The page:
Fortunately for Holland, Plan A worked out. He was the U.S. National Aerobatics Championship winner the past four consecutive years, has also won several international competitions and is becoming a staple on the airshow circuit.

Another highly successful aerobatic performer who also races sport and jet airplanes at the annual ­National Championship Air Races near Reno, Nevada, is Vicky Benzing. She was bit by the extreme flying bug early as her primary instructor would have her do loops, rolls and spins (spins were required at the time) as part of her private pilot training. However, she did not actively pursue the sport until after she had established a financially successful career. She initially bought a Luscombe and started practicing aerobatics. In 2003 she graduated to an Extra 300 and started flying competitions under the watchful eye of Wayne Handley.

Today, Benzing can be seen around the country performing her highly technical routines in either the Extra or a Stearman. While she recognizes that there is risk in what she does and admits that she has lost many friends in the industry, she says, "I'm not a gambler. I've never gambled in my whole life. And I don't plan to gamble with my life." She manages the risk by paying close attention to her airplane, taking care of her body, thoroughly visualizing each flight and maintaining a rigorous practice schedule, which includes daily practice during the airshow season. "In anything that has some level of risk I like to be well practiced," she says. "I don't like to wing anything, so to speak."


One modern-day pioneer of extreme flight is Chuck Aaron, the first civilian to fly aerobatic routines in a helicopter. Aaron, who has more than 20,000 hours of flight time, not only was the first civilian to fly helicopter aerobatics, but he also made all of the modifications to the Red Bull MBB BO-105 airframe and systems that make this unorthodox type of flying possible. He realized early that an unmodified helicopter would not hold up to the rigors of aerobatic flight; other helicopter pilots have died trying.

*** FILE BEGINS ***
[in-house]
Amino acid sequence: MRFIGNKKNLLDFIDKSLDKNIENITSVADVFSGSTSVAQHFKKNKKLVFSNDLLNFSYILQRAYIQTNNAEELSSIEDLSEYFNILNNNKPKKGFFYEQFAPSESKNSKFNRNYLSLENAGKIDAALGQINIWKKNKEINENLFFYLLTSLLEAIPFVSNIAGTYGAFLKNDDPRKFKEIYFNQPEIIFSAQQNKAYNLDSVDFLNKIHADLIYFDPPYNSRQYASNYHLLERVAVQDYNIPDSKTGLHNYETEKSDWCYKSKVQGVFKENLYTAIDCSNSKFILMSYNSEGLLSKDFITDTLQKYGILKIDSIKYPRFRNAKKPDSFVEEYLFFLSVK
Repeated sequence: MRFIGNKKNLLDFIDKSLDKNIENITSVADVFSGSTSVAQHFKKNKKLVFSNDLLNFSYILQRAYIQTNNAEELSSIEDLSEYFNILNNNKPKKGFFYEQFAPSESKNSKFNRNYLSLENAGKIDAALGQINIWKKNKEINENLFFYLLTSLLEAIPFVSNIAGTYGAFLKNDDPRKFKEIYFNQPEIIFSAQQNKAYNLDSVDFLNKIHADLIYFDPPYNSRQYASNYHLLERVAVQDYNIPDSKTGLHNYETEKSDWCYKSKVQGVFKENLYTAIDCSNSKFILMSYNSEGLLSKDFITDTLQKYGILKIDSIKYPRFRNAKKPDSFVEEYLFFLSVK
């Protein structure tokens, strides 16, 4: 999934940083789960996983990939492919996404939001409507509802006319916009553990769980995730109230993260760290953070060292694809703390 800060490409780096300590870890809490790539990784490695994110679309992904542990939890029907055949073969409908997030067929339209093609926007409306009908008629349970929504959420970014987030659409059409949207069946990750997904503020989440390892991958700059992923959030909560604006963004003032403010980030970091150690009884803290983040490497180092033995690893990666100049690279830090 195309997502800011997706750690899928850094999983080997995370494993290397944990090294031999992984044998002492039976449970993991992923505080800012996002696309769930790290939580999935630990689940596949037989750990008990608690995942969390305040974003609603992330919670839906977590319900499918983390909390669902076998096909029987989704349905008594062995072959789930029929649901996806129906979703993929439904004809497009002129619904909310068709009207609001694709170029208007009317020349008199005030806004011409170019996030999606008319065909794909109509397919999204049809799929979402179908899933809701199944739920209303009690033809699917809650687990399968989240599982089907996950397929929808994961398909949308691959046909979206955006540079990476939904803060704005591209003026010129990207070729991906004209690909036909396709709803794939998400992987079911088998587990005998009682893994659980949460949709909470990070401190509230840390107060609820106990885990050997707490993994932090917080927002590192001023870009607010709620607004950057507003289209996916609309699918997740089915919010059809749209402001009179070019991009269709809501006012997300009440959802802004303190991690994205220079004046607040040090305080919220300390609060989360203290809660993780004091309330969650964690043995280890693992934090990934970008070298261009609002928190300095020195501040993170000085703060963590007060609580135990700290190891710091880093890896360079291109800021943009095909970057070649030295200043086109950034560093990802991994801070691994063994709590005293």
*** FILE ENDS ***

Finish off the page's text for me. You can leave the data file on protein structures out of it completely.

During aerobatic maneuvers, the rotor blades have the potential to flex and even chop the tail off, rendering the machine uncontrollable. It took Aaron more than a year and an unlimited budget from Red Bull to complete the proprietary mods of the BO-105 before he felt comfortable enough to take the helicopter far beyond normal flight parameters. At that stage, even the FAA felt the design was safe enough to sign off on it as the first helicopter ever approved for aerobatic flight.

"After it got certified and we spent all this money, it was my turn to put my life on the line and go out and prove that it could be done," Aaron says. "That was the hardest part, I think."